The Braves’ bullpen has been very good in the early going, coming into Friday night’s game tied for second in MLB in fWAR, fifth in MLB in WPA, and with only two teams with fewer meltdowns. But, a good, even a great bullpen is not a perfect bullpen, and tonight’s implosion cost the Braves what seemed to be a throughline to an easy win.
Yes, Atlanta cruised for most of this game, behind Bryce Elder and at the expense of what seemed to be a torpid Houston attack. Though the Astros struck first, with Austin Riley making a throwing error to allow the leadoff man to reach in the game’s first PA, and Alex Bregman following with an RBI double, Elder righted the ship and then coasted. He used two strikeouts and a lineout to center to escape the first, got double plays in each of the next two innings, and then allowed just a few stray baserunners while completing six frames. His final line was a 6/1 K/BB ratio and just that one unearned run in six innings, which was more than enough, because...
...the Braves immediately roared back against Hunter Brown and the ‘Stros. Ronald Acuña Jr. started the home half of the first with a bloop double, and scored as Riley jumped on a first-pitch slider-cutter down the middle and ripped a double of his own. After that, Sean Murphy walked, and after Eddie Rosario struck out, Ozzie Albies swung at a curveball off the plate and down but served it into left-center for a two-run double. Vaughn Grissom followed with a ripped grounder single through short that scored Albies, and the Braves had a 4-1 lead.
Brown mostly settled down after that, though he did allow another, more hard-hit Acuña double, as well as another walk and a HBP. He left with a 7/2 K/BB ratio in 4 2⁄3 innings, but the Braves got no more runs off him or the Astros relief corps the rest of the way.
This game really turned in the seventh, as Jesse Chavez took over for Elder. The Atlanta bullpen has been somewhat shorthanded, with both Raisel Iglesias and Collin McHugh on the shelf, and that’s led to the phenomenon of Jesse Chavez, seventh-inning guy. That hadn’t really burned the Braves yet, but did big time in this game, as Chavez threw 11 pitches to four batters and completely frittered away the 4-1 lead. Against the bottom of Houston’s order, Chavez issued a leadoff walk, gave up a near-homer to Yainer Diaz that bounced high off the wall in right-center and ended up being a “double” with an error charged to Acuña for dropping the ball when picking it up off the carom, gave up an RBI single to Jake Meyers, and then an 0-2 double to Mauricio Dubon that tied the game. All of this, in 11 pitches. Dylan Lee then came on, walked Bregman, and got the next three outs to keep the game tied, and Nick Anderson threw a scoreless eighth.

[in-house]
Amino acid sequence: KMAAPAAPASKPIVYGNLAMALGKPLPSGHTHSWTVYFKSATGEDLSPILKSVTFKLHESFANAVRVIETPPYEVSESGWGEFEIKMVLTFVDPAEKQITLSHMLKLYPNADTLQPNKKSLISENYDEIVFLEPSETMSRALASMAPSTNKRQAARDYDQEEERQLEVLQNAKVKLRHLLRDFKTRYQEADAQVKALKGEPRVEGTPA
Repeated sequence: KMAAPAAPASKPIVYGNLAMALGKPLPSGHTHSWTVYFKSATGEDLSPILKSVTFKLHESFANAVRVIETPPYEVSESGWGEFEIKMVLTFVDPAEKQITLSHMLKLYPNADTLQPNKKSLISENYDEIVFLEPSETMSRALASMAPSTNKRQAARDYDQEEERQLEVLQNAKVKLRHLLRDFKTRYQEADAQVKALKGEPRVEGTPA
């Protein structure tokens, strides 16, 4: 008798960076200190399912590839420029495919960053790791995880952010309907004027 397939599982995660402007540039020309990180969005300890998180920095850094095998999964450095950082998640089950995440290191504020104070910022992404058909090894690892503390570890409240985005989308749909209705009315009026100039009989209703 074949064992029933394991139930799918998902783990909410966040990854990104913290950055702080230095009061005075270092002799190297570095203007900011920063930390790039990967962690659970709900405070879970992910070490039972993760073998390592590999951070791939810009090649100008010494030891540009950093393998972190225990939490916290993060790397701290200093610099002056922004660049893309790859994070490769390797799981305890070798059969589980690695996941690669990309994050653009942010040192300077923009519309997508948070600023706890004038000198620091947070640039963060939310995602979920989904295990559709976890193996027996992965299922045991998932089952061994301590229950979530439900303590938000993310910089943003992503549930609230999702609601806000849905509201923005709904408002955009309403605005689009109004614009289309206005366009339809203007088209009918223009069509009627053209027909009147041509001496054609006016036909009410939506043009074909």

But, the ninth went more awry for the Braves. A.J. Minter allowed just a single through three batters, aided by Kevin Pillar making a great diving catch on a Bregman liner to left. Then, with a 3-2 count on Alvarez, a weird sequence cost the Braves the game. With the pitch clock winding down, Minter kinda-sorta stepped off and kinda-sorta half-faked a throw to first, but he never actually made the throw because Matt Olson was playing behind the runner, and was charged a balk. The balk itself didn’t matter, but Minter’s next pitch arguably missed its location horribly and got deposited into right-center by Alvarez. Did the whole pitch clock rushing thing affect Minter? I have no idea. I figure that’ll be a point of some debate.
The Braves had a ghost of a chance against Ryan Pressly in the ninth, as Pillar walked to bring the tying run to the plate. But, Acuña struck out on what was probably a ball four slider in a 3-2 count, and Olson could only manage to take an inside slider and loft it out to center to end the game.
The Braves fall to 14-6, but will get another crack at knocking off the Astros tomorrow evening.